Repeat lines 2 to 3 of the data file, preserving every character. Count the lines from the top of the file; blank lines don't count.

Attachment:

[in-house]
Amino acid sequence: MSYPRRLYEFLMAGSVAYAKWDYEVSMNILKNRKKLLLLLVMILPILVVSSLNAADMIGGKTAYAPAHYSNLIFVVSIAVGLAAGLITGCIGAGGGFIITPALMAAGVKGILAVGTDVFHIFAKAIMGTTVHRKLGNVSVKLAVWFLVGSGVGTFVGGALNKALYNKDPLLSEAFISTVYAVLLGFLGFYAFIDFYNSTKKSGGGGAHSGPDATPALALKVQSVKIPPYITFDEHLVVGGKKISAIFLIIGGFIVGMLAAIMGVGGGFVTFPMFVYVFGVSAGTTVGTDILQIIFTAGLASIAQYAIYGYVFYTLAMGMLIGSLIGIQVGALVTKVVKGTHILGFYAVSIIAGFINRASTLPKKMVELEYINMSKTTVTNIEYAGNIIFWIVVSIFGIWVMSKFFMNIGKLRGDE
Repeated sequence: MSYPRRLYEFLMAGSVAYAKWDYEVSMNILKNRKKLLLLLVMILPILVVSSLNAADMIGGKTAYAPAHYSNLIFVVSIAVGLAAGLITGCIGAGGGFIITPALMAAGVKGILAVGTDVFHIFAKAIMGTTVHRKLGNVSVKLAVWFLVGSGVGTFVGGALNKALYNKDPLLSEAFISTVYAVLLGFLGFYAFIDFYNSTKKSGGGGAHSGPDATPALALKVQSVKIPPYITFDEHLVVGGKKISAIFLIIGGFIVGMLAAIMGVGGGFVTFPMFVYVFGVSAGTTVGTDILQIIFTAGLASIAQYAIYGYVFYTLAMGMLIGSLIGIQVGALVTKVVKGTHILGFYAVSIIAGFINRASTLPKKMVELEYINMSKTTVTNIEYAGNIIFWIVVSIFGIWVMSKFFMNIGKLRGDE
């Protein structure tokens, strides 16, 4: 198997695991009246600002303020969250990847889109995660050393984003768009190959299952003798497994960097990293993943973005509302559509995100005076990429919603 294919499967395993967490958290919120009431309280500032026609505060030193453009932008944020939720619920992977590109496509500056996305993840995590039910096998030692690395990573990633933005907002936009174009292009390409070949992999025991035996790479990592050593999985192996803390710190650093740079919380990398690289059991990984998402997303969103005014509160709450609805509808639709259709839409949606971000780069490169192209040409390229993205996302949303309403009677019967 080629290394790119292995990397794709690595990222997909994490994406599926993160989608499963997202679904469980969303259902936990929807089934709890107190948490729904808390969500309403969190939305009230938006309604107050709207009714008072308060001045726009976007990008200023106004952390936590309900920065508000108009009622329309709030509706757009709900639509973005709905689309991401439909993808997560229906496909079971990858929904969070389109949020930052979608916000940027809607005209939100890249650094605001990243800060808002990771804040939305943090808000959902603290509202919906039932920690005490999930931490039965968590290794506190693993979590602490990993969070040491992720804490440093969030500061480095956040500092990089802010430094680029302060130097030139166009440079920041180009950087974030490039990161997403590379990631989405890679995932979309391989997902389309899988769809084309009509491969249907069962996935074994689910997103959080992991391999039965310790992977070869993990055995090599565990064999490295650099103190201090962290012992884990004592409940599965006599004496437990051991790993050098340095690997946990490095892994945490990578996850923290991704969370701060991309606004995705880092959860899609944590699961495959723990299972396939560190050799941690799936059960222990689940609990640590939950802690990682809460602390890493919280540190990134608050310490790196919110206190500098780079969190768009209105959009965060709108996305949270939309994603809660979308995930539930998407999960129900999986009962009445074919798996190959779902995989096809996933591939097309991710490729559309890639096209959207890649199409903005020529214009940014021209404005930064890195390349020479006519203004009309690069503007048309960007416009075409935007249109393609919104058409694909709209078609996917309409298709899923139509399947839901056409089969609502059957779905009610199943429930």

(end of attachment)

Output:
Amino acid sequence: MSYPRRLYEFLMAGSVAYAKWDYEVSMNILKNRKKLLLLLVMILPILVVSSLNAADMIGGKTAYAPAHYSNLIFVVSIAVGLAAGLITGCIGAGGGFIITPALMAAGVKGILAVGTDVFHIFAKAIMGTTVHRKLGNVSVKLAVWFLVGSGVGTFVGGALNKALYNKDPLLSEAFISTVYAVLLGFLGFYAFIDFYNSTKKSGGGGAHSGPDATPALALKVQSVKIPPYITFDEHLVVGGKKISAIFLIIGGFIVGMLAAIMGVGGGFVTFPMFVYVFGVSAGTTVGTDILQIIFTAGLASIAQYAIYGYVFYTLAMGMLIGSLIGIQVGALVTKVVKGTHILGFYAVSIIAGFINRASTLPKKMVELEYINMSKTTVTNIEYAGNIIFWIVVSIFGIWVMSKFFMNIGKLRGDE
Repeated sequence: MSYPRRLYEFLMAGSVAYAKWDYEVSMNILKNRKKLLLLLVMILPILVVSSLNAADMIGGKTAYAPAHYSNLIFVVSIAVGLAAGLITGCIGAGGGFIITPALMAAGVKGILAVGTDVFHIFAKAIMGTTVHRKLGNVSVKLAVWFLVGSGVGTFVGGALNKALYNKDPLLSEAFISTVYAVLLGFLGFYAFIDFYNSTKKSGGGGAHSGPDATPALALKVQSVKIPPYITFDEHLVVGGKKISAIFLIIGGFIVGMLAAIMGVGGGFVTFPMFVYVFGVSAGTTVGTDILQIIFTAGLASIAQYAIYGYVFYTLAMGMLIGSLIGIQVGALVTKVVKGTHILGFYAVSIIAGFINRASTLPKKMVELEYINMSKTTVTNIEYAGNIIFWIVVSIFGIWVMSKFFMNIGKLRGDE